Oh, the words "blood sugar."
Does it conjure up visions of restrictive eating, diabetes medications, or insulin injections?
Blood sugar is the measure of the amount of sugar in your blood. You need the right balance of sugar in your blood to fuel your brain and muscles.
The thing is, it can fluctuate. A lot.
This fluctuation is the natural balance between things that increase it; and things that decrease it. When you eat food with sugars or starches ("carbs"), then your digestive system absorbs sugar into your blood. When carbs are ingested and broken down into simple sugars, your body keeps blood sugar levels stable by secreting insulin. Insulin allows excess sugar to get it out of your bloodstream and into your muscle cells and other tissues for energy
Why keep my blood sugar stable?
Your body wants your blood sugar to be at an optimal level. It should be high enough, so you're not light-headed, fatigued, and irritable. It should be low enough that your body isn't scrambling to remove excess from the blood.
When blood sugar is too low, this is referred to as "hypoglycemia."
When blood sugar is too high, it is referred to as hyperglycemia. Prolonged periods of elevated blood sugar levels (chronic hyperglycemia) can lead to "insulin resistance."
Insulin resistance is when your cells are just so bored of the excess insulin that they start ignoring (resisting) it, and that keeps your blood sugar levels too high.
Insulin resistance and chronic hyperglycemia can eventually lead to diabetes.
So let’s look at how you can optimize your food and lifestyle to keep your blood sugar stable.
Food for stable blood sugar
The simplest thing to do to balance your blood sugar is to reduce the number of refined sugars and starches you eat. To do this, you can start by dumping sweet drinks and having smaller portions of dessert.
Eating more fiber is helpful too. Fiber helps to slow down the amount of sugar absorbed from your meal; it reduces the "spike" in your blood sugar level. Fiber is found in plant-based foods (as long as they are eaten in their natural state, processing foods removed fiber). Eating nuts, seeds, and whole fruits and veggies (not juiced) is a great way to increase your fiber intake.
FUN FACT: Cinnamon has been shown to help cells increase insulin sensitivity. Not to mention it’s a delicious spice that can be used in place of sugar. (HINT: It’s in the recipe below)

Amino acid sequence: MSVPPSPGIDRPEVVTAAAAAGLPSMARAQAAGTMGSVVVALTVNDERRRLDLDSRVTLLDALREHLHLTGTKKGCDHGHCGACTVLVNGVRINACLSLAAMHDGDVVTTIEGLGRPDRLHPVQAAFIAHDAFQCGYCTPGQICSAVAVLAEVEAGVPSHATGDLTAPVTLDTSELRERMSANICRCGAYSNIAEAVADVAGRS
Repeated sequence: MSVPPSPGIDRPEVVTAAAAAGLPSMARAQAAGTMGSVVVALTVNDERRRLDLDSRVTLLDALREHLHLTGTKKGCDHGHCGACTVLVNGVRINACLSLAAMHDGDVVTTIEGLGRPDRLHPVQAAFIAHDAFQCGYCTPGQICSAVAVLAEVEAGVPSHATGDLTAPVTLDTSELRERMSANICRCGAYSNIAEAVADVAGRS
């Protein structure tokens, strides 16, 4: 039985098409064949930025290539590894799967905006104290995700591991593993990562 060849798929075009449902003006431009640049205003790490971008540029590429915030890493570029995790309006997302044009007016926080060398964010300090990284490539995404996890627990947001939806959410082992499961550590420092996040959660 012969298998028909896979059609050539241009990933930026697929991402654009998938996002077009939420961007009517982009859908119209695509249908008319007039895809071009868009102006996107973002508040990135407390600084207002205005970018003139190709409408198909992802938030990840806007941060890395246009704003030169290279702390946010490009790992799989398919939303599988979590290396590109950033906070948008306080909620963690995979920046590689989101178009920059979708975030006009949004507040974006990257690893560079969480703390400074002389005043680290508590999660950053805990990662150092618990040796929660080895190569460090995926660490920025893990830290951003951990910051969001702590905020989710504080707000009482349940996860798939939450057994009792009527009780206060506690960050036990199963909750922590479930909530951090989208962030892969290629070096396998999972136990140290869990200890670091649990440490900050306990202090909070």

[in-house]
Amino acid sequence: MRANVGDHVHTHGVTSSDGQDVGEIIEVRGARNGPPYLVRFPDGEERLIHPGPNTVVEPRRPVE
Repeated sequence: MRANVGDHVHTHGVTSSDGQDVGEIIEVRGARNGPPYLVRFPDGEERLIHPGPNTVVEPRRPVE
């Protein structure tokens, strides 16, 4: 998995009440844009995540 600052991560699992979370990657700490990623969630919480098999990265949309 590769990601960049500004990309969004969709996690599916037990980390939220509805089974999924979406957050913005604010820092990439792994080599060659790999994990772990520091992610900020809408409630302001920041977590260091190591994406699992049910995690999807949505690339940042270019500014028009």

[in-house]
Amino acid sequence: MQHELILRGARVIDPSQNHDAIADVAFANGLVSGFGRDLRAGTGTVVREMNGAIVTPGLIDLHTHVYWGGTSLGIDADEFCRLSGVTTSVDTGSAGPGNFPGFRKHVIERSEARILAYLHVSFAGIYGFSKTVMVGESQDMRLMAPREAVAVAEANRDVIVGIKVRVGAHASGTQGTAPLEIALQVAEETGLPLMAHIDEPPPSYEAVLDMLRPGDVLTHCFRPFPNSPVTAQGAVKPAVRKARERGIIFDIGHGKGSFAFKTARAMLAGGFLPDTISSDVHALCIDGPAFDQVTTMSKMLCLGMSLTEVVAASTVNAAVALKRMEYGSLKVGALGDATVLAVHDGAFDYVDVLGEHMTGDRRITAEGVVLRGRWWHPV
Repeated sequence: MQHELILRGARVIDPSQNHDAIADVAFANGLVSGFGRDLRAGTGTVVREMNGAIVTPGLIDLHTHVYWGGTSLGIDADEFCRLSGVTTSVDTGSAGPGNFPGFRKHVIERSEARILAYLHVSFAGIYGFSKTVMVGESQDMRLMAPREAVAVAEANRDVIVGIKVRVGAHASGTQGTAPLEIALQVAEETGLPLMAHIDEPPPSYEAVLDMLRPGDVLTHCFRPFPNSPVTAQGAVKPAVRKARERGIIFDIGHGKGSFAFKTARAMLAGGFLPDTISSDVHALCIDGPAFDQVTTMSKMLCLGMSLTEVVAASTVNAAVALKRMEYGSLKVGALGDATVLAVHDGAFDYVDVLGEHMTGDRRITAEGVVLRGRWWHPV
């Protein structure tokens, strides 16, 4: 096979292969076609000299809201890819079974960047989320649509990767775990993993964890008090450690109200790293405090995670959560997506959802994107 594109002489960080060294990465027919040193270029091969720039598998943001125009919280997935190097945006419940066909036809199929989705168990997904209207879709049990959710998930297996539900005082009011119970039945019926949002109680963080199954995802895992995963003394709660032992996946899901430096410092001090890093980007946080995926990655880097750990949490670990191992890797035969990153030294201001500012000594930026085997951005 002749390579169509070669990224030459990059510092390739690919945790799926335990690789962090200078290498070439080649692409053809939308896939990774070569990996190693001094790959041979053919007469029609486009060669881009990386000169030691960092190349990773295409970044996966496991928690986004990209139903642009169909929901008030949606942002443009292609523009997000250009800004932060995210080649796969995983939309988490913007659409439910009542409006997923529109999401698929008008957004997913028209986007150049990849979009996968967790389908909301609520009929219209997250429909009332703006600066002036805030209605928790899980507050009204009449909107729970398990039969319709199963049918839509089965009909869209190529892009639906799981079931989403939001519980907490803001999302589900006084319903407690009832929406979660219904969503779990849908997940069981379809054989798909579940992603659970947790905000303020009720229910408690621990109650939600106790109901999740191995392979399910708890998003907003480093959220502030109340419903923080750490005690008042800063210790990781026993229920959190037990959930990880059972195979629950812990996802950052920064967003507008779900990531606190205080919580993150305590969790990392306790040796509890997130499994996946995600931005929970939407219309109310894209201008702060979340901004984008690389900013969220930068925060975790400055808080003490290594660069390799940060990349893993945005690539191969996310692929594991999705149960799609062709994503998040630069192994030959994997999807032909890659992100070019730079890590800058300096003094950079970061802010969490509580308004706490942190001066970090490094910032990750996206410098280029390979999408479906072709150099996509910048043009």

Lifestyle for stable blood sugar
Exercise also helps to improve your insulin sensitivity; this means that your cells don't ignore insulin's call to get excess sugar out of the blood. Not to mention, when you exercise, your muscles are using up that sugar they absorbed from your blood. But you already knew that exercise is healthy, didn't you?
Would you believe that stress affects your blood sugar levels? Yup! (Especially for diabetics.) Stress hormones increase your blood sugar levels. If you think about the "fight, flight or freeze" stress response, what fuel do your brain and muscles need to "fight" or "flee"? Sugar! When you are stressed, signals are sent to release stored forms of sugar back into the bloodstream, increasing blood sugar levels. So, try to reduce the stress you're under and manage it more effectively. Simple tips are meditation, deep breathing, or gentle movement.
Sleep goes hand-in-hand with stress. When you don't get enough quality sleep, you tend to release stress hormones, have a higher appetite, and even get sugar cravings. Sleep is crucial, often overlooked, factor when it comes to keeping your blood sugar stable. Make sleep more of a priority - it will do your blood sugar (and the rest of your physical and mental health) good.
Hydration – yep, water
Too much sugar in the bloodstream triggers the pancreas to release insulin, which helps sugar to pass into our cells. Sugar provides energy for cells, but as we know, excess sugar is stored as fat. Metabolizing sugar uses water, increasing the body's need for water. So drink up. We need to consume at least ½ our weight in water – i.e., weight 150 lbs, drink 75 ounces of water.
Eating smaller meals more often - every 2-3 hours - can keep blood sugar stable. This could be a handful of almonds with blueberries; an apple with almond butter. A typical reaction when "dieting" is to limit the amount of foods we consume, or the types of food which can help to release the excess weight. However, when we're not eating enough, or limiting some of the "good foods", our body will store whatever we do have, so as not to starve.
Your body is on a constant 24-hour quest to keep your blood sugar stable. The body has mechanisms in place to do this, but those mechanisms can get tired (resistant). Long-term blood sugar issues can spell trouble, and can even lead to Alzheimer's - some researchers are even calling Alzheimer's Type-3 Diabetes.
There are many nutrition and lifestyle approaches you can take to help keep your blood sugar stable. Minimizing excessive carbs, and eating more fiber, exercising, reducing stress, and improving sleep are all key to having stable blood sugar (and overall good health).
Recipe (blood sugar balancing): Cinnamon Apples
2 apples, chopped
1 tbsp coconut oil
½ tsp ground cinnamon
⅛ tsp sea salt
¼ tsp vanilla extract
Place chopped apples into a small saucepan with 2 tbsp water. Cover and cook over medium heat, stirring occasionally. After about 5 minutes the apples will become slightly soft, and water will be absorbed.
Add 1 tbsp coconut oil. Stir apples and oil together.
Cook for another 5 minutes, stirring every minute or so.
Add cinnamon, salt, and vanilla. Stir well.
Cook for another few minutes, stirring until the apples reach your desired softness!
Serve and enjoy!
Tip: Keeping the peel on increases the fiber, this is even better for stabilizing your blood sugar.